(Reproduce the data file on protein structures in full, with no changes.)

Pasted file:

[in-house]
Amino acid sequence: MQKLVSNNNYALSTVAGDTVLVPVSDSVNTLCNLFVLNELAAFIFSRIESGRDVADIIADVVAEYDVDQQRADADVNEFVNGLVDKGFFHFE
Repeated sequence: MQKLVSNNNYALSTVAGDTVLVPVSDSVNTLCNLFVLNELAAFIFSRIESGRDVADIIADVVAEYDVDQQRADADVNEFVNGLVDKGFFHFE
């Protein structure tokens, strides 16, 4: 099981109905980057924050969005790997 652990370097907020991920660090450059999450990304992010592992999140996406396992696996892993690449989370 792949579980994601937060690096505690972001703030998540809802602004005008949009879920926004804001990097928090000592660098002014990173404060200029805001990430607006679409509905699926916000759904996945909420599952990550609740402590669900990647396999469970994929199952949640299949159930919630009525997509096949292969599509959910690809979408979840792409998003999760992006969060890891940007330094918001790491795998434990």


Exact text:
[in-house]
Amino acid sequence: MQKLVSNNNYALSTVAGDTVLVPVSDSVNTLCNLFVLNELAAFIFSRIESGRDVADIIADVVAEYDVDQQRADADVNEFVNGLVDKGFFHFE
Repeated sequence: MQKLVSNNNYALSTVAGDTVLVPVSDSVNTLCNLFVLNELAAFIFSRIESGRDVADIIADVVAEYDVDQQRADADVNEFVNGLVDKGFFHFE
């Protein structure tokens, strides 16, 4: 099981109905980057924050969005790997 652990370097907020991920660090450059999450990304992010592992999140996406396992696996892993690449989370 792949579980994601937060690096505690972001703030998540809802602004005008949009879920926004804001990097928090000592660098002014990173404060200029805001990430607006679409509905699926916000759904996945909420599952990550609740402590669900990647396999469970994929199952949640299949159930919630009525997509096949292969599509959910690809979408979840792409998003999760992006969060890891940007330094918001790491795998434990």